Chastain Park Conservancy announced the 2,500 daffodils its volunteers recently planted to honor the children who died in the Holocaust have bloomed.
During the Holocaust, 1.5 million children died, and the Atlanta-based Daffodil Project aims to plant a bulb in memory of each child. So far more than 607,000 bulbs have been planted at over 230 sites.
In November, the conservancy, a nonprofit that protects and maintains the Buckhead greenspace, and Temple Sinai, a Jewish synagogue in Sandy Springs, partnered to add to that total by planting 2,500 daffodil bulbs at the park. They are located in a 25-by-125-foot tract near the park’s playground, along Dudley Drive.
The Daffodil Project’s David Feldman, who worked alongside the volunteers, said daffodils resemble the yellow Stars of David that Jews were required by Nazis to wear. Each flower, he said, while a joyful harbinger of spring, will serve as a reminder of a child lost during the Holocaust.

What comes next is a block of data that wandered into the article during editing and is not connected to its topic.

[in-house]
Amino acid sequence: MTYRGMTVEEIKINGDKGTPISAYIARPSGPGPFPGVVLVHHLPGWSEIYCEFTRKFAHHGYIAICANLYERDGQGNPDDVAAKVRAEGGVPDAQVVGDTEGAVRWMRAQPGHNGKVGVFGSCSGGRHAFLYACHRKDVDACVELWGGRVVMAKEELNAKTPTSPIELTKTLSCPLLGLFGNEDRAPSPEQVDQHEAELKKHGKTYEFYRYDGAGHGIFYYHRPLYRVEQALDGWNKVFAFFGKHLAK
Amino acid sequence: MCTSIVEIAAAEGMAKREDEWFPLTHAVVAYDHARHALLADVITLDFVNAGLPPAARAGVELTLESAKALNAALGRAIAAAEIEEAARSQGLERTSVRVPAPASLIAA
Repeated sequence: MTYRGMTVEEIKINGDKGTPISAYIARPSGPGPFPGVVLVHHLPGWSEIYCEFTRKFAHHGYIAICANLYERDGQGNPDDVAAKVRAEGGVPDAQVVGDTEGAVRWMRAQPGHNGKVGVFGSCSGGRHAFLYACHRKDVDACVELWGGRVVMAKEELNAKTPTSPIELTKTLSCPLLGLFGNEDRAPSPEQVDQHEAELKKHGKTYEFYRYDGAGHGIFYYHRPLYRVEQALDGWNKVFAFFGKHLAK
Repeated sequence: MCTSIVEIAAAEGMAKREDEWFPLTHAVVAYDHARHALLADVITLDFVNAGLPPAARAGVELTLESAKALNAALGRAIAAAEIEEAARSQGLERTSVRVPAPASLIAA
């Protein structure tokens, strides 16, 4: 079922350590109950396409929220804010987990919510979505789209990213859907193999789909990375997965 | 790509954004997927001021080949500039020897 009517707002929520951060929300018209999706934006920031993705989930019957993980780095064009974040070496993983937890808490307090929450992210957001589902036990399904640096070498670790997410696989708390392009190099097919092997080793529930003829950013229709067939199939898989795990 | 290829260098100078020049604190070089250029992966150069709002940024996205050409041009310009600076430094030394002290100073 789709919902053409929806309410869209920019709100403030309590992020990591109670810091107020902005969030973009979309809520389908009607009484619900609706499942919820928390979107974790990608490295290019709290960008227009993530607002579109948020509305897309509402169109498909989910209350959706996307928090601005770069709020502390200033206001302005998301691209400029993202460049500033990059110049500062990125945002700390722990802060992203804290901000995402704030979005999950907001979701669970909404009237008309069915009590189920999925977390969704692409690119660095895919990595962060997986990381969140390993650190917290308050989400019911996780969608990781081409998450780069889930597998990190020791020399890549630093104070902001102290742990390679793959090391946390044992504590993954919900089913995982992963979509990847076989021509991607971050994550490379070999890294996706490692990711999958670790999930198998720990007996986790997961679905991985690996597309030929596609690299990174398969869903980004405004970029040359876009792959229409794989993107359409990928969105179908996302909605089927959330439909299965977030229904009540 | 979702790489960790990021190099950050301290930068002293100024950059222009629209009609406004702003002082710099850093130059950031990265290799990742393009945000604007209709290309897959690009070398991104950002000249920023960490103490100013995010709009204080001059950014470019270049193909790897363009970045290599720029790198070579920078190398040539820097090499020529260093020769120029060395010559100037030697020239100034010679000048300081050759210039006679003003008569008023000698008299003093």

Thanks to that planting’s success, the Daffodil Project donated 2,000 more bulbs, and they were planted in January, on Martin Luther King Jr. Day, with the help of some Target Corp. volunteers. They can be found on the Path Foundation’s Lake Forrest Drive multiuse trail near the Interlochen Drive intersection.
“It’s brought so much joy,” Rosa McHugh, the conservancy’s executive director, said of both plantings. “I’ve had neighbors thanking us for the flowers. It’s amazing how much little things can make such a big impact. The yellow color is so uplifting. We’ve gotten a lot of compliments on it. It was a group effort with all the volunteers.”
For more information about the Daffodil Project, visit daffodilproject.net.